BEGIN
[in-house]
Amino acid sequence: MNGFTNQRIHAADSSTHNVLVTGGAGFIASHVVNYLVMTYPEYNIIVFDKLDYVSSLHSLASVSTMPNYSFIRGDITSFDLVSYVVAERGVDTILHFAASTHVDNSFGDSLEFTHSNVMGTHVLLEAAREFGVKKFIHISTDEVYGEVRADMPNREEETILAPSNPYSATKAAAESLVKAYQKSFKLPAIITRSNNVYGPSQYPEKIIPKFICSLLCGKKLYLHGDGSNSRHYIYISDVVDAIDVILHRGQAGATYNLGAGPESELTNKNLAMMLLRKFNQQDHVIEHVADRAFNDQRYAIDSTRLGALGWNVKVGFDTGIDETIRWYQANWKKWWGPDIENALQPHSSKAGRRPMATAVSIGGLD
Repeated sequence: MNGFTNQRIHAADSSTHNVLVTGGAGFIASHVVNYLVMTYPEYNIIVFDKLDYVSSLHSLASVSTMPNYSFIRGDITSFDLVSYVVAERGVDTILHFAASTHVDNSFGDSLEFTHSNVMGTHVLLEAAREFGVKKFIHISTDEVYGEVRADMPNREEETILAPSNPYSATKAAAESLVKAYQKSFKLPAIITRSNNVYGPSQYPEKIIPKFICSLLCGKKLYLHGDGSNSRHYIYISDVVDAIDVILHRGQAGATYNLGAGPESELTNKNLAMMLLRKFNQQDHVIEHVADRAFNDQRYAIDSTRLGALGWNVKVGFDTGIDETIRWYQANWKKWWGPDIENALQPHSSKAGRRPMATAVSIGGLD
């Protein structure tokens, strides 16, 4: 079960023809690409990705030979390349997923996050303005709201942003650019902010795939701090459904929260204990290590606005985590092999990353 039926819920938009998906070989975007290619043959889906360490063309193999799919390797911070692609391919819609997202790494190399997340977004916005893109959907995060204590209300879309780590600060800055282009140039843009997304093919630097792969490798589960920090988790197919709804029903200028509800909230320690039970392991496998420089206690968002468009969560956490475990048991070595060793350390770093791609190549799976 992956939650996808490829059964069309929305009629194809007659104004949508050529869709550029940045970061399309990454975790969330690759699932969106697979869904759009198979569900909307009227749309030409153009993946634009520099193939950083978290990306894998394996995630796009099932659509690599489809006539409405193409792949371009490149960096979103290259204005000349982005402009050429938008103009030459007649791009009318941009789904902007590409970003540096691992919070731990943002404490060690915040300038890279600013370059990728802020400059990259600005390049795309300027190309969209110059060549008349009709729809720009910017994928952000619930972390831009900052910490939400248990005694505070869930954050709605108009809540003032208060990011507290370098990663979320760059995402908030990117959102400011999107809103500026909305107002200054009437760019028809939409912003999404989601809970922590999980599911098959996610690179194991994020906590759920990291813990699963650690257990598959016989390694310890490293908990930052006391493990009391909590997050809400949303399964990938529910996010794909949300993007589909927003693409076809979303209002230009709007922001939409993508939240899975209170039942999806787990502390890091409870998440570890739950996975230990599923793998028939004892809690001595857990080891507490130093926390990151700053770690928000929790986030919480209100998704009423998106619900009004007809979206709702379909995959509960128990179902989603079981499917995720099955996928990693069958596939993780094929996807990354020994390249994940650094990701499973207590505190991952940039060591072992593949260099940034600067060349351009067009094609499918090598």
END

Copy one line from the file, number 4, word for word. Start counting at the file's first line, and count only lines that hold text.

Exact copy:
């Protein structure tokens, strides 16, 4: 079960023809690409990705030979390349997923996050303005709201942003650019902010795939701090459904929260204990290590606005985590092999990353 039926819920938009998906070989975007290619043959889906360490063309193999799919390797911070692609391919819609997202790494190399997340977004916005893109959907995060204590209300879309780590600060800055282009140039843009997304093919630097792969490798589960920090988790197919709804029903200028509800909230320690039970392991496998420089206690968002468009969560956490475990048991070595060793350390770093791609190549799976 992956939650996808490829059964069309929305009629194809007659104004949508050529869709550029940045970061399309990454975790969330690759699932969106697979869904759009198979569900909307009227749309030409153009993946634009520099193939950083978290990306894998394996995630796009099932659509690599489809006539409405193409792949371009490149960096979103290259204005000349982005402009050429938008103009030459007649791009009318941009789904902007590409970003540096691992919070731990943002404490060690915040300038890279600013370059990728802020400059990259600005390049795309300027190309969209110059060549008349009709729809720009910017994928952000619930972390831009900052910490939400248990005694505070869930954050709605108009809540003032208060990011507290370098990663979320760059995402908030990117959102400011999107809103500026909305107002200054009437760019028809939409912003999404989601809970922590999980599911098959996610690179194991994020906590759920990291813990699963650690257990598959016989390694310890490293908990930052006391493990009391909590997050809400949303399964990938529910996010794909949300993007589909927003693409076809979303209002230009709007922001939409993508939240899975209170039942999806787990502390890091409870998440570890739950996975230990599923793998028939004892809690001595857990080891507490130093926390990151700053770690928000929790986030919480209100998704009423998106619900009004007809979206709702379909995959509960128990179902989603079981499917995720099955996928990693069958596939993780094929996807990354020994390249994940650094990701499973207590505190991952940039060591072992593949260099940034600067060349351009067009094609499918090598």